People with diabetes were 48 times more likely to become homeless during the COVID pandemic compared to the general population. Living with diabetes and becoming homeless can cause serious problems. For example, there is the immediate challenge of accessing regular meals. Also, it is common for donated food to be of very poor quality. Many homeless shelters do not have the resources to offer highly nutritious food. Evidence suggests that half of homeless people skip a meal daily, and nearly a third go without food for at least one day a week. For those needing insulin, not being able to predict a mealtime can be deadly.

How do I store my insulin?

Diabetes is a demanding disease. The current approach to care focuses on self-management. However, among the homeless, rates of mental health disorders and addiction are high. This negatively impacts a person’s ability to maintain a safe level of glycemic control. It can lead to higher rates of acute uncontrolled diabetes as well as serious long-term complications. For example, this may include an increased risk of leg and foot amputation. In addition, it is difficult for people who are homeless to find places to store their medication. If syringes are required, there is greater risk of robbery and violence. Manufacturers require that insulin be kept between 2 and 8°C (or 35.6°F to 46.4°F). This is very challenging for those without access to a refrigerator.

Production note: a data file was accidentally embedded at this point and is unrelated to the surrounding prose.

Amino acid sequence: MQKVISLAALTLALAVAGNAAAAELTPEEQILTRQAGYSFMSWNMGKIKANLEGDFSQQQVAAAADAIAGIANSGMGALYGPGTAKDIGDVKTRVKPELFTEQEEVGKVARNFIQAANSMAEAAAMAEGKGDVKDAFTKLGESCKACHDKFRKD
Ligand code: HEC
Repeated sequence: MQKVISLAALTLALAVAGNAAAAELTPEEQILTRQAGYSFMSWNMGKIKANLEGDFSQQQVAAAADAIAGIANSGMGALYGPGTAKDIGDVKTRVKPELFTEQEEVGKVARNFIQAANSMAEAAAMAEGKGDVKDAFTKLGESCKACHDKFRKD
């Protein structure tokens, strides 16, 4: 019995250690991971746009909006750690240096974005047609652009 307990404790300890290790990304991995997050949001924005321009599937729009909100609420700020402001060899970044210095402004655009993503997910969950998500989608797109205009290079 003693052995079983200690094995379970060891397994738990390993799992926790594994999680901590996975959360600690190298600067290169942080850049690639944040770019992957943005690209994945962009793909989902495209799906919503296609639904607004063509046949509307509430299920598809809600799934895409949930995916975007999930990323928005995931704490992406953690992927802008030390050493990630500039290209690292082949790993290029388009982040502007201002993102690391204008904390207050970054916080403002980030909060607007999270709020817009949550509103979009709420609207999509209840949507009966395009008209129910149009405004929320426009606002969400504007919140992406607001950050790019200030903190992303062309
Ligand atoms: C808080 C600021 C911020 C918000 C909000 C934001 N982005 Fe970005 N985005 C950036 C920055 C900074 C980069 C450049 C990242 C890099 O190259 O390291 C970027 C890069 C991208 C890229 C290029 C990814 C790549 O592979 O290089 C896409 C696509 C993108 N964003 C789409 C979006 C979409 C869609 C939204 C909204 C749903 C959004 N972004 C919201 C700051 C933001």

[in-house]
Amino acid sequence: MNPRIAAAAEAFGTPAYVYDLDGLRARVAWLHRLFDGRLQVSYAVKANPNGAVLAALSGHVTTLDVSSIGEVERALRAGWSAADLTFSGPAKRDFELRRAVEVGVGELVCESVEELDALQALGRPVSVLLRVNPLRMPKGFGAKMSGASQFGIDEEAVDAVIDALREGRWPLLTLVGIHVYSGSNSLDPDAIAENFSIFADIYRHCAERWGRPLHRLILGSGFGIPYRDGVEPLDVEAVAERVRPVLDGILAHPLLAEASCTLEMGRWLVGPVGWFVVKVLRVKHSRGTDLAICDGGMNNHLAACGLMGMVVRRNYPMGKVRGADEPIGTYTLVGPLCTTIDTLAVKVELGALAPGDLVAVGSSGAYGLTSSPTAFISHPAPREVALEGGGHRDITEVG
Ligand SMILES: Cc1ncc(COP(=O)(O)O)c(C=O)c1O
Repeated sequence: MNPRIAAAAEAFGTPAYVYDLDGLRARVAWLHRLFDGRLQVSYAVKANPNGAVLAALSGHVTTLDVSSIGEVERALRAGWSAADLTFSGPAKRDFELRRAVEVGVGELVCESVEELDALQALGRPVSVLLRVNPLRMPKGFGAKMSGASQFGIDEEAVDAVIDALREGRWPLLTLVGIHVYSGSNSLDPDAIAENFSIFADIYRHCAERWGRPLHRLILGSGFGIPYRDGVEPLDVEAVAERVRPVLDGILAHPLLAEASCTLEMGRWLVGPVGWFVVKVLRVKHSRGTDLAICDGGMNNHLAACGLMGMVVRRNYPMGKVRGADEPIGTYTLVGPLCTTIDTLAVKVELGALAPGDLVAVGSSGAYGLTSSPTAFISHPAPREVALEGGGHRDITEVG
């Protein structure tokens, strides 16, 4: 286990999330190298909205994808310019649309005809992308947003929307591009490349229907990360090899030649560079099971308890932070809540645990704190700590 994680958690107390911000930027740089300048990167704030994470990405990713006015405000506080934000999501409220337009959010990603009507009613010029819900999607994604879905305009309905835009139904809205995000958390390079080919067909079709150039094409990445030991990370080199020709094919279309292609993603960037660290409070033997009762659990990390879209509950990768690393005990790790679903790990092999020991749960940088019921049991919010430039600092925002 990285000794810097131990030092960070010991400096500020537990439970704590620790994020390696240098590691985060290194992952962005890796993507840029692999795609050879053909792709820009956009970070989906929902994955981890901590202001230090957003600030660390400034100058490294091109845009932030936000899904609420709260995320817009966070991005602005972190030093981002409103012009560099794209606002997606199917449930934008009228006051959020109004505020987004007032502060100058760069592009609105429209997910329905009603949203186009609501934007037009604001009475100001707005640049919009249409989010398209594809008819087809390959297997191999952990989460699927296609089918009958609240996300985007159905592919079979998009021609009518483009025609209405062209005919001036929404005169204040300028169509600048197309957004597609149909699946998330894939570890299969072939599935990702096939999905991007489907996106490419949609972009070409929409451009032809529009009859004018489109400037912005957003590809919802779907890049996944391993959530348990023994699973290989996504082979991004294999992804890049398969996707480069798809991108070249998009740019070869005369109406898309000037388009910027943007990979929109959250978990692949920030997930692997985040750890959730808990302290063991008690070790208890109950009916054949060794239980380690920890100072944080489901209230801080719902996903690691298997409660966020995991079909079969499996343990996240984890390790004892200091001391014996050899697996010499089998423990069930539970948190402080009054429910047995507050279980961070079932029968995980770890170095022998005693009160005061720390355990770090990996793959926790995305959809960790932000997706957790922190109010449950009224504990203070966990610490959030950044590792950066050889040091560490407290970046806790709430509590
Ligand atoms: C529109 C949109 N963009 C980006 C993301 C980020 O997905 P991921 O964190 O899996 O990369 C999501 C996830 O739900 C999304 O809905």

Brutal reality of diabetes and homelessness

In the U.S., studies suggest that the prevalence of diabetes among the homeless population ranges from 8 to 22%. Currently, the “brutal reality of trying to manage a chronic condition while uncertain of where you will sleep or when you will eat next, can only really be understood by those who live through it.” Diabetes professionals need to consider new approaches to reduce harm for this vulnerable population. This can be based on awareness of the context in which people live.


Photo by Dimi Katsavaris on Unsplash